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Thursday, August 16, 2007

Going Black-And-White

In this first in a series of columns about digital black-and-white, we explore some of the fundamentals



This Article Features Photo Zoom


Going Black and WhitePrior to the 21st century, black-and-white photographers developed a heightened sensitivity to the direction and intensity of light, a given relationship between highlights and shadows, largely discounting the appearance of hue and saturation unless able and willing to use color filtration during exposure. These perceptual skills are all very important for 21st century digital black-and-white photographers. But, today, because you can make any hue light or dark, globally or locally, and you can make more dramatic changes to more saturated hues, hue and saturation need to be factored in rather than factored out. This dramatically extends the variability of an image's tonal structure. Some things remain the same: near-black-and-white areas, including near-neutral highlights and shadows, will remain relatively light and dark.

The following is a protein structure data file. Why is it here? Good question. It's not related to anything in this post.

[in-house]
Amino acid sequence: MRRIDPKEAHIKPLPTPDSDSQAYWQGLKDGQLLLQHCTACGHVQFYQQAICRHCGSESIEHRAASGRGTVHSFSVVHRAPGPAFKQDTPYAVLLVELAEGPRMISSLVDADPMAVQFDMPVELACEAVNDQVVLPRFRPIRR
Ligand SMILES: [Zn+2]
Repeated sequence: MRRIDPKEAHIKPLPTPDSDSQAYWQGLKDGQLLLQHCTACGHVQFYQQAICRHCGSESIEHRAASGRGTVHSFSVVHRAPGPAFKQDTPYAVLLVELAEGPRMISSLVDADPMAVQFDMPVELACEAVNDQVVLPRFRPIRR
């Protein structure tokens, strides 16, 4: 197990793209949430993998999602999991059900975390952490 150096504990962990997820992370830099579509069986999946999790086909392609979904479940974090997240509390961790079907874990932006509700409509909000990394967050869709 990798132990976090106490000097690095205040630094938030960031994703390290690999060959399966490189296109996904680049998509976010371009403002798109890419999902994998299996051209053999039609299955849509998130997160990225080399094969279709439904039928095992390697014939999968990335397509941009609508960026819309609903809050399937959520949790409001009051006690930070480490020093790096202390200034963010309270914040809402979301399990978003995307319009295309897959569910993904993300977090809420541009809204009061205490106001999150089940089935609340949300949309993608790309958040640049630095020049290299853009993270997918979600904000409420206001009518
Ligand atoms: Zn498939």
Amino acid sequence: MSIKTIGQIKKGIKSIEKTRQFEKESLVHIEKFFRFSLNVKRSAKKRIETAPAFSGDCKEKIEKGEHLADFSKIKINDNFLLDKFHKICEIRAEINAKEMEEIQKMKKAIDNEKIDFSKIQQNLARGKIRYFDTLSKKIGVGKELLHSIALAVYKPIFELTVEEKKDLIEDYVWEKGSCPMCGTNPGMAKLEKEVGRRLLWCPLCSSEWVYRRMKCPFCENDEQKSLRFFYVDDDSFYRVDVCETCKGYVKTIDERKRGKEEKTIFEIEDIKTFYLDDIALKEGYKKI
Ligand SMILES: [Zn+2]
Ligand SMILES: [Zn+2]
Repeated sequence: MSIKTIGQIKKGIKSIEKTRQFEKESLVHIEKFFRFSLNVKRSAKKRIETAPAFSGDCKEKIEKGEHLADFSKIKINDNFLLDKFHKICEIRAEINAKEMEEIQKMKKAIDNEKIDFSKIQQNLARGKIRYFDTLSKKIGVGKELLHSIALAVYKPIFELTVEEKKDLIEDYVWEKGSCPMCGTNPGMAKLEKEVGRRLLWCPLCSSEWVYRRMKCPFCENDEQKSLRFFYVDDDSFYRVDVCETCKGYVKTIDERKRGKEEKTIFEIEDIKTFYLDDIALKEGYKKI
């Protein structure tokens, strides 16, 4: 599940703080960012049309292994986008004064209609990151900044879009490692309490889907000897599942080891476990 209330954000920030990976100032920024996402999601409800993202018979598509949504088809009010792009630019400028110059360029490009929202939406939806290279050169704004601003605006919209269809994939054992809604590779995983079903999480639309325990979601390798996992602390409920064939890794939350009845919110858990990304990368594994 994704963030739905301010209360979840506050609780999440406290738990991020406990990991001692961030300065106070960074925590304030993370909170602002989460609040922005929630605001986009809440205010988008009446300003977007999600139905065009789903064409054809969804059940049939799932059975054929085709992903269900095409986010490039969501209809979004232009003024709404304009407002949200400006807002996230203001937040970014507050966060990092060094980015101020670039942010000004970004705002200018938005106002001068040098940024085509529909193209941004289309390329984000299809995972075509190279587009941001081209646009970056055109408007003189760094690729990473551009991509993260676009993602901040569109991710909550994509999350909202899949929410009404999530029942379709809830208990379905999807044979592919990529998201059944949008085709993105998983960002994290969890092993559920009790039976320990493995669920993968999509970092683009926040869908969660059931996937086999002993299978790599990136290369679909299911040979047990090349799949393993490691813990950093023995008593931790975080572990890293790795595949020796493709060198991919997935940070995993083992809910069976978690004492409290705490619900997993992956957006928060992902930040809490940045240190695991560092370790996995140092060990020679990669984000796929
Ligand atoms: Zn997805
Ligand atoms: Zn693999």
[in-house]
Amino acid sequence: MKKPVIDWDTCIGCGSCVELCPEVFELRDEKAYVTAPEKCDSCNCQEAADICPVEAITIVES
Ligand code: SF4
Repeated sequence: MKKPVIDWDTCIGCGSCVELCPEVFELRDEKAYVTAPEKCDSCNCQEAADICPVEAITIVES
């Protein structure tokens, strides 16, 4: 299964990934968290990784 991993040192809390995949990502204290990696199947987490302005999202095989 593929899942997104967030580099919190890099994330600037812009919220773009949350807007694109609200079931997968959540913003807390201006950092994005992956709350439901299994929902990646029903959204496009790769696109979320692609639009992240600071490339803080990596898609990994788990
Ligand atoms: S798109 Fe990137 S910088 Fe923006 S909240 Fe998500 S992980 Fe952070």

Once you've worked with digital black-and-white conversions, you'll begin to develop an eye for how variable the tonal structure of an image can be. You'll find that subjects that contain a variety of saturated colors offer the widest range of possibilities, while those that don't, offer fewer possibilities. The transformations can be so dramatic and varied that you'll find it extremely challenging to compare all of the possibilities in your head.

Luckily, along with these new possibilities comes flexibility. Before, these relationships were fixed at the moment of exposure. Today, they're not. You can modify the conversion of a color original indefinitely. Keep your options open. (For this reason, always preserve your original color data. Avoid in-camera conversions; don't replace your original color data with converted data; keep archive layered files.) Practice previsualizing the possibilities. Explore your options in Photoshop.

Unlimited Possibilities

One image contains unlimited possibilities. Before you commit to a single solution, explore your options. To establish a unifying palette for a body of work, first, do this with a singular image. Next, test the solution to see if the palette can be successfully applied to other images within the body of work. Once you find the best solution that can be shared by a few, the rest will fall into place more quickly and successfully.

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